Liz Primeau takes a fascinating journey back in time to arrive at the answer. But more importantly, she gives us over 23 examples of beautiful and creative front gardens sans lawn. A patch of lawn can be wonderful and in between my garden areas I have some lawn. But there's so much more!
With hundreds of inspiring photos, this is a book I often refer to. I also like the fact that half of the gardens are from Canada and the other half from the U.S. It's not often we get a glimpse of those beautiful Canadian gardens, so I get very excited when we do.
A portion of my front garden ~ Summer 2010
A sampling of the chapters include:
Why we mow/ Lawn at What Cost?/ Cottage Gardens/ Small City Gardens/ Minimalist Gardens/ Natural Gardens/ Secret Gardens/and Overcoming Obstacles
View of our backyard ~ Summer 2011
Liz covers every detail including what others might think of your alternatives to a lawn. Remember, this is the FRONT yard we're talking about.
Here's a quote:
"Prepare your neighbors. Tell them you plan to take out all or some of your grass and describe the kind of garden you expect to put in. Assure them you'll clean up at every stage. This way your front yard won't look like a construction zone instead of the beautiful garden it will eventually become."
Book title: Front Yard Gardens: Growing More than Grass
Author: Liz Primeau
A Firefly Book
203 photographs of gardens ranging from Prince Edward Island cottage style to Texas minimilist.
23 garden stories with illustrations and plant lists.
I highly recommend this book to both veteran and beginner gardeners.
There are plenty of opportunities for gardening. Just be creative and break out of the mold! :0)
For more excellent garden books, visit our wonderful host, Holley at Roses and Other Gardening Joys.
She's the brains behind the roses and our book reviews.
Thanks for stopping by.
I'm lucky not to have neighbors that worry about my front yard, but I understand the reluctance to go against the traditional look of a lawn. I think that's why most people have all their gardens (and their personality) in the backyard. I applaud you for having the gumption to remove your lawn, especially as you replaced it with xeriscape plants. For people that use chemicals and excessive water for a grass lawn, I think this is a beautiful and welcome idea. Thanks for a book that could help make that a possibility. Interestingly, CasaMariposa did a book review in favor of lawns. I think it's wonderful that the trend for a lawnless front garden is becoming so acceptable, that we can all decide what type of garden is best for the gardener that lives there. Thanks for joining in!ReplyDelete
This sounds like a great book. A grass only lawn doesn't appeal to me. It always looks like it needs a real garden; flowers, food, maybe even a couple of chickens. That last photo of a garden starved community is quite pitiful.ReplyDelete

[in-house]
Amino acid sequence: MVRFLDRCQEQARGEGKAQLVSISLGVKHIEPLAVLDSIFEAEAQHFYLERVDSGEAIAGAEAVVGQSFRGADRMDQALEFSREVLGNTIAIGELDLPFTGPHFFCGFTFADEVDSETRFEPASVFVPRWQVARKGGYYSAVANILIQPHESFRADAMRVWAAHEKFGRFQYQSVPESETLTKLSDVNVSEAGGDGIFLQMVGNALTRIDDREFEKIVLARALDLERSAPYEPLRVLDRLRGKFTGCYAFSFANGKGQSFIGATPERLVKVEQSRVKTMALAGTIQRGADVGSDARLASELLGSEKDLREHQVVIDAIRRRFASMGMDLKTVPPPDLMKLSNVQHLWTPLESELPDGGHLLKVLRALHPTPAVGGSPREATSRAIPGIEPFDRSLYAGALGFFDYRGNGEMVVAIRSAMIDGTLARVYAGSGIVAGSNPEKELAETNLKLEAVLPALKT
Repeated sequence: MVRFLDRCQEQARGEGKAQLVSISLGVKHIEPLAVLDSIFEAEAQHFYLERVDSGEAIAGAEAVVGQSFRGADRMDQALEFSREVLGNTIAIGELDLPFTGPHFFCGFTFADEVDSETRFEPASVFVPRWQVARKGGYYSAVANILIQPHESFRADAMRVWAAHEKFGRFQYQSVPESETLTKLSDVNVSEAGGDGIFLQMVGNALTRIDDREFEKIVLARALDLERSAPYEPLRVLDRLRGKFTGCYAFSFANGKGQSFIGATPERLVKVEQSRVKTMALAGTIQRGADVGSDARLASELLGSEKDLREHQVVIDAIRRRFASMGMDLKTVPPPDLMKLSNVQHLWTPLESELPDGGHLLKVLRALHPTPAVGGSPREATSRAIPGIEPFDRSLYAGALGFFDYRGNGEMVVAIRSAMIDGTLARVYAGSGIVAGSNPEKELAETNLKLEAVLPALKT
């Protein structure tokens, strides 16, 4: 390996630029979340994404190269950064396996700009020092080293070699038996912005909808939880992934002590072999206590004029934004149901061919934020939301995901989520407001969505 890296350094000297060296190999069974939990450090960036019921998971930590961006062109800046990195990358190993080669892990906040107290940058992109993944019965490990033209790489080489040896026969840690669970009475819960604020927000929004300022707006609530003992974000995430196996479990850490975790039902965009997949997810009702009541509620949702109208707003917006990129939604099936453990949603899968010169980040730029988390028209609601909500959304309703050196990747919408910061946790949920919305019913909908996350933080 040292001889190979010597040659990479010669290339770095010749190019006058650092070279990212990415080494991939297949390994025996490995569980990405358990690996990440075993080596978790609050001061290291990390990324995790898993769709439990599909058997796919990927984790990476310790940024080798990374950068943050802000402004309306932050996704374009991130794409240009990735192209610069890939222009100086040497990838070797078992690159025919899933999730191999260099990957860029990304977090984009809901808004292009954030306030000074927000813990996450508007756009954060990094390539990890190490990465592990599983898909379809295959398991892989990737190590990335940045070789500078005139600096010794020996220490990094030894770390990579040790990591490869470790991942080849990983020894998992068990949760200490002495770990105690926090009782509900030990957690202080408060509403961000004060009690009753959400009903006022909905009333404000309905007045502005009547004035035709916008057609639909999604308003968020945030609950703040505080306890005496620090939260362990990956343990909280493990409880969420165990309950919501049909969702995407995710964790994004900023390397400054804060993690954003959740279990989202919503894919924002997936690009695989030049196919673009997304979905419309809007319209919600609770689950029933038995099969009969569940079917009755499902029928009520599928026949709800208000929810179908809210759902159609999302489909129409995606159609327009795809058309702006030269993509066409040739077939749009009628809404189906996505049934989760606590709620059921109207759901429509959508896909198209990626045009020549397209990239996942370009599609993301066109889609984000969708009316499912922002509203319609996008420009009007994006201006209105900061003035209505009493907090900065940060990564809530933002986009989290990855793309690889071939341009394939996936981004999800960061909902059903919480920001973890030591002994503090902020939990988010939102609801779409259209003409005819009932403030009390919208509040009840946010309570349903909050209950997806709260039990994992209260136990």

David, I also have this book. I just reread it a few weeks ago. I think I loved it more than ever during this last reading. It is a great book on so many different levels. I highly recommend it as well.ReplyDelete
Very interesting book...and helpful, too! I did take out my front lawn at my last house, and I received many compliments. I wish more and more people thought of a yard as more than a lawn. I like how the chapters in this book are arranged.ReplyDelete
I will always have rough lawn that can be cut closely and wide grassy paths. It's the nature of where I garden. Snakes crawl here, poisonous snakes. I want to see them. Our lawns are not fertlized.ReplyDelete
Hi David, great book review! We have a small front yard with only a little bit of lawn, but I am thinking of taking it out. So your book seems to be the one for me :-)!ReplyDelete
I need to read this book since I am trying to garden (both front and back) with everything included, including grass.ReplyDelete
Looks like a good book review. Our front garden was 95% gravel when we moved in, is now 90% gravel ... I'm working slowly towards 0% gravel (suspect neighbours are less concerned about gravel being replaced by plants than lawns though!!)ReplyDelete
Hey, there's a picture of my subdivision on your blog! If I had less dogs, I'd have less lawn. I like the garden+ small lawn combo. The grass is a great visual resting place. But this book looks cool, too. Actually, I always like your book choices. They have a way of ending up in my Amazon shopping cart. :o)ReplyDelete
Have you ever stuck ivory bar soap in the microwave for your students? It's a great way to explain various easy peezy scientific principles. But eating piece won't help them fart bubbles, unfortunately. Fun!
I've fallen in love with your garden, just beautiful. I am envious that you can grow all these beautiful plants that would struggle here in the UKReplyDelete
Hi, Liz Primeau is a popular garden writer in Canada. She used to be editor of a very good gardening magazine. It was a sad day when she left.ReplyDelete
This is a workable solution for the stadium owners, team pride to make the stadium look luxurious look self propelled lawn mower lowesReplyDelete